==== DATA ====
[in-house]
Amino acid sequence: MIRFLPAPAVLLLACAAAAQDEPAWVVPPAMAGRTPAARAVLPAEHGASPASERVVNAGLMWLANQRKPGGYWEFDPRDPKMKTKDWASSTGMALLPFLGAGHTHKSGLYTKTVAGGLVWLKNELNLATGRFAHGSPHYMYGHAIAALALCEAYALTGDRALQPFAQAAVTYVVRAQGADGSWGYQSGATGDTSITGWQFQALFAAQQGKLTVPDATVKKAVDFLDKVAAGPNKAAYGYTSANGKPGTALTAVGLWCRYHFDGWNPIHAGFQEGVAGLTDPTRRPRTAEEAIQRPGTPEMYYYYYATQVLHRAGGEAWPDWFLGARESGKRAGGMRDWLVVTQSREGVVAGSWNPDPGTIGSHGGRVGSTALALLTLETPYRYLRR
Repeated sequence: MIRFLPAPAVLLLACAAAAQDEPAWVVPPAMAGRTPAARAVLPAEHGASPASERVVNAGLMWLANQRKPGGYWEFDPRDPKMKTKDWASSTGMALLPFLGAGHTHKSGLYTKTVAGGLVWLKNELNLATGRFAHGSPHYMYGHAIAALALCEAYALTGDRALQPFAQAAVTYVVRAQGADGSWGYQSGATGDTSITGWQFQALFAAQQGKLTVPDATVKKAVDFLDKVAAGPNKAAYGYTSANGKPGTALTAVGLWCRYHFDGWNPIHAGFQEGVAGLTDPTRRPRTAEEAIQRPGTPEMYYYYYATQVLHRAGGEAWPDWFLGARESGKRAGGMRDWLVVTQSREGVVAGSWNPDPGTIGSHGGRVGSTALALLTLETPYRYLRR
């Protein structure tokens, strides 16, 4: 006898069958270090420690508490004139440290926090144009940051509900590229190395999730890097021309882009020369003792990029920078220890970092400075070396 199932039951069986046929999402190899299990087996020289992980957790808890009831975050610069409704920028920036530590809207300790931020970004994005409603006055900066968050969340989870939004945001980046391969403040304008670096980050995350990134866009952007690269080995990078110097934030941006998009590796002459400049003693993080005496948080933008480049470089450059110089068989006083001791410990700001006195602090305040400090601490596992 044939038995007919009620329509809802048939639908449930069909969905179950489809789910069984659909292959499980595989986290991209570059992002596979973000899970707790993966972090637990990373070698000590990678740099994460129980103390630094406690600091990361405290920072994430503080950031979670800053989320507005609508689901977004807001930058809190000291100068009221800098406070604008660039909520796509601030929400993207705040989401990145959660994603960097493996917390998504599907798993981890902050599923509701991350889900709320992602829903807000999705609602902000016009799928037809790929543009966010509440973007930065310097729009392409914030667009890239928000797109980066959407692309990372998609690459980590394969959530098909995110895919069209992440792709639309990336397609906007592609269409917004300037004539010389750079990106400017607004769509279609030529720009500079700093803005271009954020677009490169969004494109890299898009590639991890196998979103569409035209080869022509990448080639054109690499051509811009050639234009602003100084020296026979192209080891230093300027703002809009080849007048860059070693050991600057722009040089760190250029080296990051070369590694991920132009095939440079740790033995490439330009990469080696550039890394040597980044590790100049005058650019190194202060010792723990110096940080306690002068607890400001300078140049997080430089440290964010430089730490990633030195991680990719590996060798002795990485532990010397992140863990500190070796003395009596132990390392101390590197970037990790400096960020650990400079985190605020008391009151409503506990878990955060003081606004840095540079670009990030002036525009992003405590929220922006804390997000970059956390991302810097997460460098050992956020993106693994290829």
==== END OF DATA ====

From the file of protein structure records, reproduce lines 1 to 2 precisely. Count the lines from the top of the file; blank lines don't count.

[in-house]
Amino acid sequence: MIRFLPAPAVLLLACAAAAQDEPAWVVPPAMAGRTPAARAVLPAEHGASPASERVVNAGLMWLANQRKPGGYWEFDPRDPKMKTKDWASSTGMALLPFLGAGHTHKSGLYTKTVAGGLVWLKNELNLATGRFAHGSPHYMYGHAIAALALCEAYALTGDRALQPFAQAAVTYVVRAQGADGSWGYQSGATGDTSITGWQFQALFAAQQGKLTVPDATVKKAVDFLDKVAAGPNKAAYGYTSANGKPGTALTAVGLWCRYHFDGWNPIHAGFQEGVAGLTDPTRRPRTAEEAIQRPGTPEMYYYYYATQVLHRAGGEAWPDWFLGARESGKRAGGMRDWLVVTQSREGVVAGSWNPDPGTIGSHGGRVGSTALALLTLETPYRYLRR